Saturday, November 17, 2012

Humor: Metamocking

There are a lot of very powerful concepts in the world of software engineering that have "meta" in their name. Just consider metaprogramming and metaclasses. I've spent some time thinking about what "metamocking" might look like. What would it mean to mock a mock?

First, some background. Let's say I have the following function (written in Dart):

void helloWorld() {
  print("Hello, World!");
}

How do I know if it works correctly? Since it doesn't return anything, but rather changes the state of the outside world (specifically, the stuff printed to my terminal), it's not so easy to test.

Mocking to the rescue! I need to add a bit of dependency injection so that the test can pass in its own code for printing and so that I can mock things properly:

library hello_world;

const defaultPrinter = const Printer();

class Printer {
  const Printer();
  printValue(String s) => print(s);
}

void helloWorld({Printer printer: defaultPrinter}) {
  printer.printValue("Hello, World!");
}

main() {
  helloWorld();
}

Now, let's write a unittest that makes use of mocking to test the helloWorld function:

import 'package:unittest/unittest.dart';

import 'hello_world.dart';

class PrinterSpy extends Mock implements Printer {
  PrinterSpy() {
    when(callsTo('printValue', "Hello, World!")).thenReturn(true);
  }
}

void main() {
  group('helloWorld', () {
    test('prints "Hello, world!"', () {
      var printerSpy = new PrinterSpy();
      helloWorld(printer: printerSpy);
      printerSpy.getLogs(callsTo('printValue'))
        .verify(happenedExactly(1))
        .verify(alwaysReturned(true));
    });
  });
}

Woah! That's a lot of code to test such a simple function! I feel pretty comfortable about "class PrinterSpy" because it's pretty short, but I'm really worried about the test itself. How do I know that the test itself is using printerSpy correctly?

Once again, mocking to the rescue! Let me start by pulling out the heart of the test into a separate function so that I can make use of dependency injection again:

import 'package:unittest/unittest.dart';

import 'hello_world.dart';

class PrinterSpy extends Mock implements Printer {
  PrinterSpy() {
    when(callsTo('printValue', "Hello, World!")).thenReturn(true);
  }
}

void testPrintsHelloWorld({PrinterSpy printerSpy}) {
  if (!?printerSpy) {  
    printerSpy = new PrinterSpy();
  }
  helloWorld(printer: printerSpy);
  printerSpy.getLogs(callsTo('printValue'))
    ..verify(happenedExactly(1))
    ..verify(alwaysReturned(true));
}

void main() {
  group('helloWorld', () {
    test('prints "Hello, world!"', () => testPrintsHelloWorld());
  });
}

Now, I can create a mock for my mock to make sure that I wrote it correctly. Unfortunately, this is fairly challenging since you can't use a Mock to mock a method named getLogs since Mock has its own definition of that function. Nonetheless:

import 'package:unittest/unittest.dart';

import 'hello_world.dart';

class PrinterSpy extends Mock implements Printer {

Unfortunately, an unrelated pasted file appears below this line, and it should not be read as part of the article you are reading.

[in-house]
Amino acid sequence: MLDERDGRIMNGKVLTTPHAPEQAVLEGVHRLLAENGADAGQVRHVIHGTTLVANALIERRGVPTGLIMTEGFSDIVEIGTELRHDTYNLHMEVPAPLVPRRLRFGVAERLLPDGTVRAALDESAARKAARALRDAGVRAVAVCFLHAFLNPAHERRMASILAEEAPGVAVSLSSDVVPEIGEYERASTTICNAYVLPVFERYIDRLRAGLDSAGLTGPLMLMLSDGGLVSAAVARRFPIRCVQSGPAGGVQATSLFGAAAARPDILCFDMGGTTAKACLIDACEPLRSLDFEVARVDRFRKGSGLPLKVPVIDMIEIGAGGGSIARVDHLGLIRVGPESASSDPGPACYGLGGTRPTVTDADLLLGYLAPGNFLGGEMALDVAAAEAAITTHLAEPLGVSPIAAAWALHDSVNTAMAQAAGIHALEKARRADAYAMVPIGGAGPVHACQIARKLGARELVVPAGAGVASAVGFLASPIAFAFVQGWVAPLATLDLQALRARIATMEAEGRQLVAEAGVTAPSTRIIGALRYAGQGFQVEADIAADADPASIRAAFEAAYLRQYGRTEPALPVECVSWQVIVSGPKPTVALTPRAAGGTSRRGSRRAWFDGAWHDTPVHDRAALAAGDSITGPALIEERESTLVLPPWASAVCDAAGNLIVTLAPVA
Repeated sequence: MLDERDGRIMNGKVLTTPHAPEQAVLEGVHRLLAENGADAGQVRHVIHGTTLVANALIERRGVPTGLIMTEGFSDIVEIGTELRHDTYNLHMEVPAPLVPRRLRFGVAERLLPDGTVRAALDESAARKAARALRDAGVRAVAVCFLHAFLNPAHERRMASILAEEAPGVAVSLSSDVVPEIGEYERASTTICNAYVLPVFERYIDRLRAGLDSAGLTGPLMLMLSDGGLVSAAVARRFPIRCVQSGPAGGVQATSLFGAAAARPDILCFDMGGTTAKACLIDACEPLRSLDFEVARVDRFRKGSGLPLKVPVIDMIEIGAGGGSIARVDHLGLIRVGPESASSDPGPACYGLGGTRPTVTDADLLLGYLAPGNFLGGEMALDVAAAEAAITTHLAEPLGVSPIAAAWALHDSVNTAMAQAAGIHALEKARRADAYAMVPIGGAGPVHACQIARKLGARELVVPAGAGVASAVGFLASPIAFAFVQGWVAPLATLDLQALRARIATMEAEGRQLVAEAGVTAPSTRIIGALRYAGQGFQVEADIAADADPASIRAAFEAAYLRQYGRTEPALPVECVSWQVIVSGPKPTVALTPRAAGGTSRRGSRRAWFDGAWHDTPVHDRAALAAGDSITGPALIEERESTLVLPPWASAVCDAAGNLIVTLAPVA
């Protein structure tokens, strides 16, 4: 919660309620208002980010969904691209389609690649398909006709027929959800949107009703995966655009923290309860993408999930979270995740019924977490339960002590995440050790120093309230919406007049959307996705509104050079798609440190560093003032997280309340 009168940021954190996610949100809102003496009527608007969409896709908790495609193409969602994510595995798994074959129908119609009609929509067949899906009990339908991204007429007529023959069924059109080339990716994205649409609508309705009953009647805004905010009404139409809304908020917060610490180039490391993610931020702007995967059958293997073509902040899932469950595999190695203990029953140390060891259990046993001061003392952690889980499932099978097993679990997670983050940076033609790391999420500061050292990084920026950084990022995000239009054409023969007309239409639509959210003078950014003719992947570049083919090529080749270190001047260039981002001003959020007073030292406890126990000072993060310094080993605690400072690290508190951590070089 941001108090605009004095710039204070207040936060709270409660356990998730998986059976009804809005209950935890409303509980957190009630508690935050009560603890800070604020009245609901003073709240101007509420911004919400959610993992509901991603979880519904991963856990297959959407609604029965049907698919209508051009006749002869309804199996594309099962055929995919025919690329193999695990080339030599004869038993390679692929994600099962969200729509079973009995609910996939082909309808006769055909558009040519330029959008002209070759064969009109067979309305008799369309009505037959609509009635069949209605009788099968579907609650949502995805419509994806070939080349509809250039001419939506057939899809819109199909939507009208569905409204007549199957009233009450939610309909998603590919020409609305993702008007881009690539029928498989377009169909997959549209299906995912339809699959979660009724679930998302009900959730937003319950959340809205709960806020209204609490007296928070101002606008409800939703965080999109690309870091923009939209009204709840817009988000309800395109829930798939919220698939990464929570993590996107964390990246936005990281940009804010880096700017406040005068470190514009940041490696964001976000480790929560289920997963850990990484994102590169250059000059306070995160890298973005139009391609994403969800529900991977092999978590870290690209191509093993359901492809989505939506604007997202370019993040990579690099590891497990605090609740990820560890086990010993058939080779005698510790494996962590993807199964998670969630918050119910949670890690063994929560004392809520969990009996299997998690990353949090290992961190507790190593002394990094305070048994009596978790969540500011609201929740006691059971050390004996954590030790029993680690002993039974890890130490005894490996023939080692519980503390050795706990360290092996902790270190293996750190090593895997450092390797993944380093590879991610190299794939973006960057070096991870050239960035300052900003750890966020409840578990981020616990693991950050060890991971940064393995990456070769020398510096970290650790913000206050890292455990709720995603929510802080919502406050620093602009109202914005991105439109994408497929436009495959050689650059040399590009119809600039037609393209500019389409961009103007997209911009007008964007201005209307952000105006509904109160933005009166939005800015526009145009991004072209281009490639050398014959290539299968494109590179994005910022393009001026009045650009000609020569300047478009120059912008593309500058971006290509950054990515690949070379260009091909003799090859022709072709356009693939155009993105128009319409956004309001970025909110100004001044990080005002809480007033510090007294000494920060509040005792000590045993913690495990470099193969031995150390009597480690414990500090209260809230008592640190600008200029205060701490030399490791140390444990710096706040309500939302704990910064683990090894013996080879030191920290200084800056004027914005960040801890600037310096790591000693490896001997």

PrinterSpy() {
    when(callsTo('printValue', "Hello, World!")).thenReturn(true);
  }
}

void testPrintsHelloWorld({PrinterSpy printerSpy}) {
  if (!?printerSpy) {  
    printerSpy = new PrinterSpy();
  }
  helloWorld(printer: printerSpy);
  printerSpy.getLogs(callsTo('printValue'))
    ..verify(happenedExactly(1))
    ..verify(alwaysReturned(true));
}

class PrinterSpySpy extends PrinterSpy {
  LogEntryList getLogs([CallMatcher logFilter,
                        Matcher actionMatcher,
                        bool destructive = false]) {
    log.add(new LogEntry(null, "getLogs",
        [logFilter, actionMatcher, destructive], null));
    return super.getLogs(logFilter, actionMatcher, destructive);
  }
}

void testTestPrintsHelloWorld() {
  var printerSpySpy = new PrinterSpySpy();
  testPrintsHelloWorld(printerSpy: printerSpySpy);
  printerSpySpy.getLogs(callsTo('getLogs')).verify(happenedExactly(2));

  // Verifying the number of times verify is called is left as an
  // exercise for the reader.
}

void main() {
  group('helloWorld', () {
    test('prints "Hello, world!"', () => testPrintsHelloWorld());
  });
  
  group('testPrintsHelloWorld', () {
    test('uses printerSpy correctly', () => testTestPrintsHelloWorld());      
  });
}

As you can see, I was able to verify that my mock executed correctly. Metamocking is certainly an interesting, albeit advanced technique for software engineers who consider themselves true experts in the art of software testing.

However, I should mention that it does have a couple flaws. For instance, who's to say that the mock for my mock is itself correct? In theory, running a mock should serve to test the mock, but one can never be too sure! Furthermore, despite the fact that I've written a lot of test code, I have no idea if helloWorld will truly print "Hello, World!" to my terminal since I never tested the actual print function. Mocking is like that sometimes ;)

At this point, I should probably wrap up. I'll finish with a proper definition of metamocking. The astute reader may have guessed by now that metamocking (i.e. mock mocking) actually has two meanings:

  • To create mock objects in order to test your mock objects.
  • To mock (i.e. poke fun at) those people who rely on mocking too much :)

My next blog post will be on metametamocking. In it, I plan on mocking this blog post and explaining that it was just a hopelessly bad and overly elaborate pun ;)

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